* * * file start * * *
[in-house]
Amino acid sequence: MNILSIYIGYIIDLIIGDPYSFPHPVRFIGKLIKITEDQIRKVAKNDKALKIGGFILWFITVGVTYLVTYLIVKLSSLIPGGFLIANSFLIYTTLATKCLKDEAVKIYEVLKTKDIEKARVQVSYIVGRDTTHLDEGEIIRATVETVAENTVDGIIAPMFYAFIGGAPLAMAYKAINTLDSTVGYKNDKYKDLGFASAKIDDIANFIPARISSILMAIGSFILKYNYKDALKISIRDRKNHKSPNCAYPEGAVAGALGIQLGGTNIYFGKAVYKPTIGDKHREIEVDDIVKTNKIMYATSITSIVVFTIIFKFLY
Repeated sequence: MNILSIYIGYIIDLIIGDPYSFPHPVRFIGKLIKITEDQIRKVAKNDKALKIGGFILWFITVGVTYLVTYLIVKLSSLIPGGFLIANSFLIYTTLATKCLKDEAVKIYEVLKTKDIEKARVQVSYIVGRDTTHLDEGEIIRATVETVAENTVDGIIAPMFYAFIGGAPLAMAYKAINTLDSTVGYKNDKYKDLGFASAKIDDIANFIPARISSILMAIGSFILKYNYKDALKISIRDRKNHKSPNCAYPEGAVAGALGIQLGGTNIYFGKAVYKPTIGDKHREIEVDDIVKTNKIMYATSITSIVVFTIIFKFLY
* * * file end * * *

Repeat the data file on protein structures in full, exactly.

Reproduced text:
[in-house]
Amino acid sequence: MNILSIYIGYIIDLIIGDPYSFPHPVRFIGKLIKITEDQIRKVAKNDKALKIGGFILWFITVGVTYLVTYLIVKLSSLIPGGFLIANSFLIYTTLATKCLKDEAVKIYEVLKTKDIEKARVQVSYIVGRDTTHLDEGEIIRATVETVAENTVDGIIAPMFYAFIGGAPLAMAYKAINTLDSTVGYKNDKYKDLGFASAKIDDIANFIPARISSILMAIGSFILKYNYKDALKISIRDRKNHKSPNCAYPEGAVAGALGIQLGGTNIYFGKAVYKPTIGDKHREIEVDDIVKTNKIMYATSITSIVVFTIIFKFLY
Repeated sequence: MNILSIYIGYIIDLIIGDPYSFPHPVRFIGKLIKITEDQIRKVAKNDKALKIGGFILWFITVGVTYLVTYLIVKLSSLIPGGFLIANSFLIYTTLATKCLKDEAVKIYEVLKTKDIEKARVQVSYIVGRDTTHLDEGEIIRATVETVAENTVDGIIAPMFYAFIGGAPLAMAYKAINTLDSTVGYKNDKYKDLGFASAKIDDIANFIPARISSILMAIGSFILKYNYKDALKISIRDRKNHKSPNCAYPEGAVAGALGIQLGGTNIYFGKAVYKPTIGDKHREIEVDDIVKTNKIMYATSITSIVVFTIIFKFLY